Turtledove is the master at this type of story (like SM Stirling or GRR Martin) where there are eight to ten characters who we follow, with one in each major area of the world. Each character gets about 50 pages per book, broken down into eight to ten, five page vignettes. I hope that this doesn't turn out like Robert Jordan's 'Wheel of Time' which started out as projected five book series and was fifteen at his death and still had two books to go. This was originally planned as four and will be at least six per Turtledoves website.

We pick-up where we left off in late 1940, with the French and British facing the Germans across northern France, and the Germans and Poles facing off against the Russians in eastern Poland. In Asia the Japanese are fighting against the Russians for Vladivostok and against China expanding from Manchukuo.

For any history maven, most of this will sound familiar, with enough changes to make it interesting and keep you guessing what will come next. Based on the title of this book you could pretty well guess what the "Big Swing" was going to be, though some changes were enlightening. The next book is called the "Coup" and what that means has been hinted at, at the end of this book.

Pearl Harbor happens on January 12, 1941, but is much less destructive to the American Pacific Fleet and Turtledove has telegraphed that there will be major fighting in the Philippines and Indo-China. Since the US is only involved in the Pacific War, you would think that it will be a shorter war except that there will have to be an invasion of the 'Home Islands' which will be exceedingly bloody if Turtledove follows the scenarios that were written at the end of 'our' WW2. (Note: the A-Bomb wasn't ready until 1945 using all the great minds that had escaped from Europe, many of whom would have remained at home give the alternate history.) Turtledove has turned himself into the 'Law & Order' franchise of Alternate History.

Just another couple of weeks at the wordprocessor for Harry.

Zeb Kantrowitz
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VINE VOICEon March 9, 2012
The Big Switch
The War That Came Early 03
Harry Turtledove
Genre: Alternative History
Publisher: Del Rey
Trade Paperback
418 Pages
Publication Date: July 19th, 2011
ARC Trade Paperback Uncorrected Proof
ISBN-13: 978-0345491862

How does he do it? Harry Turtledove, the foremost alternate history writer in the world, maintains an instinctive ability to write grand, sweeping novels incorporating larger-than-life historic events such as World War II (albeit alternate and unconventional views of the same) while still managing to compress it into the emotions, daily events, and actions of the least, common man. Master storyteller Harry Turtledove begins this series with an interesting "what if" premise and follows it through to its logical conclusion. "What if U. K. Prime Minister, Neville Chamberlain, instead of placating Hitler, had defied him by not signing the Munich Agreement in 1938?"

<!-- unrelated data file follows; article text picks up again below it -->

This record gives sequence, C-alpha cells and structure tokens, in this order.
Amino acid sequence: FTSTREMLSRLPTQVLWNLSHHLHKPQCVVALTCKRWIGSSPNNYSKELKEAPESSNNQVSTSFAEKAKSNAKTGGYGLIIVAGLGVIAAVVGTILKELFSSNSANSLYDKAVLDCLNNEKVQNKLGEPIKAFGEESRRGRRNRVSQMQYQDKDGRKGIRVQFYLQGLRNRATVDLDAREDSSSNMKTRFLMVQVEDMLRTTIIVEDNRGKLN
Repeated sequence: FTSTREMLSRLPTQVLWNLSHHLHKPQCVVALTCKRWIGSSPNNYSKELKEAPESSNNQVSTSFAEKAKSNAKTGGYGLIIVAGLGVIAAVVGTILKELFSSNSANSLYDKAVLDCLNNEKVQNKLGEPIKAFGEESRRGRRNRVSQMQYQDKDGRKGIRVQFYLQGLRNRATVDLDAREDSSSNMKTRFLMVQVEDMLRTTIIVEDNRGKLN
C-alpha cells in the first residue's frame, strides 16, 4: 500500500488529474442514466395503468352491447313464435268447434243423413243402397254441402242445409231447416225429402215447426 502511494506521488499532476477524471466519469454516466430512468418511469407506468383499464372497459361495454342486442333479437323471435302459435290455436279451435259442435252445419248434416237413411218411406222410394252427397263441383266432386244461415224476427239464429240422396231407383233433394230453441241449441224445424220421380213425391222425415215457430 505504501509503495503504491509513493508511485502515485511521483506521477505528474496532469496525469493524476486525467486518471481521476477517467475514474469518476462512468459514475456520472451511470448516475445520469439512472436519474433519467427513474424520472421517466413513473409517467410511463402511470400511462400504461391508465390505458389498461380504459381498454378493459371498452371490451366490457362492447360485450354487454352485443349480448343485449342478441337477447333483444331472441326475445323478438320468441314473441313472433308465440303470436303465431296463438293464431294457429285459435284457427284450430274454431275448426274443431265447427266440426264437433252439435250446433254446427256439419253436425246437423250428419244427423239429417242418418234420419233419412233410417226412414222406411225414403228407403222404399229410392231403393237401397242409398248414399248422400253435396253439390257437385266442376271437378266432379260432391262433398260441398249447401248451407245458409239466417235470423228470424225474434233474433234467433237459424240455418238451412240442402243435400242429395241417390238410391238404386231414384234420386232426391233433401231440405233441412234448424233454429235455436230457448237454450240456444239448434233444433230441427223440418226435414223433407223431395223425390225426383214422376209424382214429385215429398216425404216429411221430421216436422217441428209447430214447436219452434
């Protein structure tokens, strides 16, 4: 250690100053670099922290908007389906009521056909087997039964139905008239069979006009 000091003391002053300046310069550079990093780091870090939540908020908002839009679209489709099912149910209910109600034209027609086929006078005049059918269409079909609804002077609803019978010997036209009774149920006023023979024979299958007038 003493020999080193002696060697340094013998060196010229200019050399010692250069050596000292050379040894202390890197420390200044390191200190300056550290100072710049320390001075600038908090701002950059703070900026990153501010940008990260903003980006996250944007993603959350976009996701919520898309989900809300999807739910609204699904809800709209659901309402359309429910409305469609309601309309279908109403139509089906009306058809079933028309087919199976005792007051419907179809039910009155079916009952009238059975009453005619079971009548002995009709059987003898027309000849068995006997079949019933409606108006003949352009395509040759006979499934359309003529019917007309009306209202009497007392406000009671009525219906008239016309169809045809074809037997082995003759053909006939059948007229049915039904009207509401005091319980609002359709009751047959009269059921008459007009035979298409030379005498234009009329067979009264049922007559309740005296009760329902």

No other author working in the field of speculative fiction today has such an accomplished grasp of narrating the all-encompassing alternate big picture while still retaining the ability to drill down to and explain all the fears, the uncommon bravery, and the irrational behavior of the common soldier, no matter what his nationality or which country he fights for. Mr. Turtledove entwines the alternate world-view with the human condition and continues to hold our attention throughout. And few, if any, can include so many characters in such an extensive, world-wide saga and still manage to draw them all back together. In fact, there are so many characters here that I found it hard to connect with some of them. While all were intriguing some of their stories were less interesting (and satisfying to me) than others, which may be the worst thing I can say about the book.

So, here's the thing, why I think The War That Came Early is an exceptional work of alternate fiction. If you are not extremely familiar with World War II history you'll be convinced that things happened exactly as Mr. Turtledove chronicles in The Big Switch. That's because the stories are stimulating, fascinating, and entirely credible works of alternate history which tend to show how minor changes in the action or inaction by prominent players (and sometimes totally improbable characters) can cause huge changes in historic events. Mr. Turtledove accomplishes this better than anyone else in the genre and tells a great story in the process.